We sometimes hear an economy referred to as a Goldilocks economy, not too hot, not too cold. At the individual stock level, Paychex (NASDAQ:PAYX) can be considered a Goldilocks company - not too exciting, but not all that boring either.
The fortunes of the Rochester, New York-based payroll services provider are largely tied to the success of small businesses. It's understandable then that the company's recent performance has been impacted by the misfortunes of small businesses everywhere in the wake of the coronavirus crisis.
Before the market open on July 7th, Paychex reported lackluster fiscal 2020 fourth-quarter results that reinforced this relationship. For the three months ending May 31st revenues declined 7% to $915.1 million.
Net income fell 4% to $220.7 million and diluted earnings per share (EPS) of $0.61 topped the Zacks consensus estimate by a penny.
Paychex had over 670,000 payroll clients across the U.S. and Europe at the end of the period. It is the payroll processor for one out of every 12 private-sector employees in the U.S.
Pandemic Reduces Paycheck Volumes
President and CEO Martin Mucci noted that the COVID-19 crisis had a significant impact on the company's operations in the quarter. This was to be expected given that small to medium-sized businesses are the core market for Paychex.
With these many of these businesses forced to suspend operations, this meant there was less of a need for payroll processing and other human capital management services.
Revenue in the Managed Solutions segment decreased 6% due to lower check volumes. With fewer serviceable employees, Insurance Solutions revenue dropped 11% because of a decline in health and benefits applications and lower workers' compensation premiums.
Although the company has seen improvements in the business since the beginning of May, the effects of the pandemic are likely to linger for some time as employees slowly return to work and small businesses review their needs for the types of services offered by Paychex.
Fortunately, investments in technology and the expansion of its SaaS portfolio leading up the pandemic were timely. It allowed Paychex to service existing clients with little disruption.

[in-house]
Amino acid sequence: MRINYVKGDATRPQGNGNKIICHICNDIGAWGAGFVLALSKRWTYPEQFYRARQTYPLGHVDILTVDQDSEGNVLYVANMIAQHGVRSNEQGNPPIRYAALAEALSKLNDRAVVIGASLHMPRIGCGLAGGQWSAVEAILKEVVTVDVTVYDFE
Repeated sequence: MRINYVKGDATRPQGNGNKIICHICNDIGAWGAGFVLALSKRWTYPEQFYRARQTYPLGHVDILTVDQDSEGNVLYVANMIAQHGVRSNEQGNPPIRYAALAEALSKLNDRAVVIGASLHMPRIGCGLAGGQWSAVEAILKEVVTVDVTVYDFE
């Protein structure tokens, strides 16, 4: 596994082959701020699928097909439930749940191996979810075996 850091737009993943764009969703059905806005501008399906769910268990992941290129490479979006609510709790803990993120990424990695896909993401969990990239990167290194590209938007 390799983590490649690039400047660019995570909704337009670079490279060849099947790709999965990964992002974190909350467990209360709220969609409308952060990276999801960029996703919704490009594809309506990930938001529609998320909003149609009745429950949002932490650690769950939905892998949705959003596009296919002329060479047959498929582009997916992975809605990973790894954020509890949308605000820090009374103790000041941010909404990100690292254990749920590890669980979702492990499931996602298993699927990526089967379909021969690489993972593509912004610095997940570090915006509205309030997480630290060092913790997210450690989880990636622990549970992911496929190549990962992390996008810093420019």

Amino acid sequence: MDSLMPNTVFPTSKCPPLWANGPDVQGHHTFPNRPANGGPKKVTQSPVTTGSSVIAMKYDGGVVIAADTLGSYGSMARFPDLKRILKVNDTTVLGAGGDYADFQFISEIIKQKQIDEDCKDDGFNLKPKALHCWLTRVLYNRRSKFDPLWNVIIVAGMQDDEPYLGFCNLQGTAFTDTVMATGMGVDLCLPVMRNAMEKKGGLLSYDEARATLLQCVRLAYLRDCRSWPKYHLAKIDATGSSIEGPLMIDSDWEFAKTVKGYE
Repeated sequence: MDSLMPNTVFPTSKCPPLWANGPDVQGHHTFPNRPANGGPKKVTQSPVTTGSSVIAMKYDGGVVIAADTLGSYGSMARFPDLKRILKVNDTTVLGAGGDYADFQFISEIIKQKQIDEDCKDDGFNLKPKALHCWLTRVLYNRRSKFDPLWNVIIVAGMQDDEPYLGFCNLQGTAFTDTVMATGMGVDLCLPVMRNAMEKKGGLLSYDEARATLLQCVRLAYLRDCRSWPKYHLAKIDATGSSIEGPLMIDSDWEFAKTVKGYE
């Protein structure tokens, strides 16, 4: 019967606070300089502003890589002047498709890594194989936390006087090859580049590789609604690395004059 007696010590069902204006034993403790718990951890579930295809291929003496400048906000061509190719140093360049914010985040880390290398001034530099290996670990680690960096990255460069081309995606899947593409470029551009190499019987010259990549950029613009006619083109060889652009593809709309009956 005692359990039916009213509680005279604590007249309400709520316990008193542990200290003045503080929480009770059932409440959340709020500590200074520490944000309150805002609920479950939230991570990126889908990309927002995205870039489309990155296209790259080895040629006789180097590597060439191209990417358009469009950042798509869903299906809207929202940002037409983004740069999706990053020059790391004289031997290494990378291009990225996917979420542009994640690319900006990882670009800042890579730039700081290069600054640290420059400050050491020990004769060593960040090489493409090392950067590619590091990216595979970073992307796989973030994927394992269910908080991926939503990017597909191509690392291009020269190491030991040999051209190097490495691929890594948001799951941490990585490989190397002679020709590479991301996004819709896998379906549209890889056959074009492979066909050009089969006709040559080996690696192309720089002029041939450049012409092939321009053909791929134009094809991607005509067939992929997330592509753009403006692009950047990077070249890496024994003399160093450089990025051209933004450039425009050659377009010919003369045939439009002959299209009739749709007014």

With many customers scrambling to apply for emergency Small Business Administration loans and loan forgiveness, Paychex also played an integral role in processing more than 400,000 payroll reports to help move along these processes.
Opportunities to win new business, however, were rather limited because small business owners worldwide faced uncertainty around the sustainability of their operations let alone their capacity to invest in payroll, benefits, and insurance SaaS products.
Forecast Calls for Cloudy Skies
Despite the ongoing uncertainty around the economy's pace and magnitude of recovery, management took a stab at providing fiscal 2021 guidance.
It forecasts full-year revenue to be down 2% to 5%. Full-year adjusted EPS are expected to be lower by 6% to 10%.
Paychex also plans to accelerate its long-term strategy of reducing its geographic footprint to reduce costs and improve operational efficiency. It expects to incur one-time costs associated with this consolidation of about $40 million most of which will impact the next quarter's performance.
Prior to the earnings release, the Zacks consensus EPS forecast for the first quarter of fiscal 2021 was $0.60. This represents a 15% decline from the first quarter of 2020. We may start to see analysts lower their first quarter and full-year estimates based on the company's latest outlook and subdued tone.
Rising Costs Leading to a Slowdown in Profit Growth
The underwhelming fourth-quarter performance is both a reflection of the challenging operating environment since March 2020 as well as the company's rising expense headwind.
Although amid the pandemic expenses were naturally down 8% in the fourth quarter, they increased 7% for the full fiscal year to $2.6 billion. This was because of higher compensation-related, professional employer organization (PEO) direct insurance, and intangible asset amortization costs. Integration and other costs associated with the company's recent acquisition of privately-held human resources outsourcing company Oasis Outsourcing also played a role.
The Oasis acquisition has, however, helped solidify Paychex's leading position in the outsourcing market. It expanded its customer base and will likely result in significant synergies.
But as Paychex has moved to take advantage of increased opportunities in the human capital management industry, expenses in marketing, sales, and product development have climbed. This has led to a deceleration of earnings growth from 16% in 2018 to 11% in 2019 and 6% in 2020.
Built to Survive but not Thrive
Paychex exited the fourth quarter with $1 billion in cash compared to $802 million in debt for a net cash position of $198 million. With businesses starting to reopen and access to other credit facilities, it has ample financial strength to run the business, make capital investments, maintain dividend payments, and repurchase stock.
But with a long recovery road ahead for many businesses, Paychex lacks near-term growth catalysts. It remains far from business as usual for small and medium-sized businesses in the U.S. and Europe. Many are coming back with far fewer employees and some will never return to their pre-pandemic workforce levels. This will make it challenging for Paychex to grow.
The recent stock market rally has been largely led by companies that are expected to benefit from the current economic environment. Investors are seeking resilient "survive and thrive" stocks.
It will likely be some time before Paychex returns to normal business conditions. At this point, it is merely a survive stock rather than one that will thrive.
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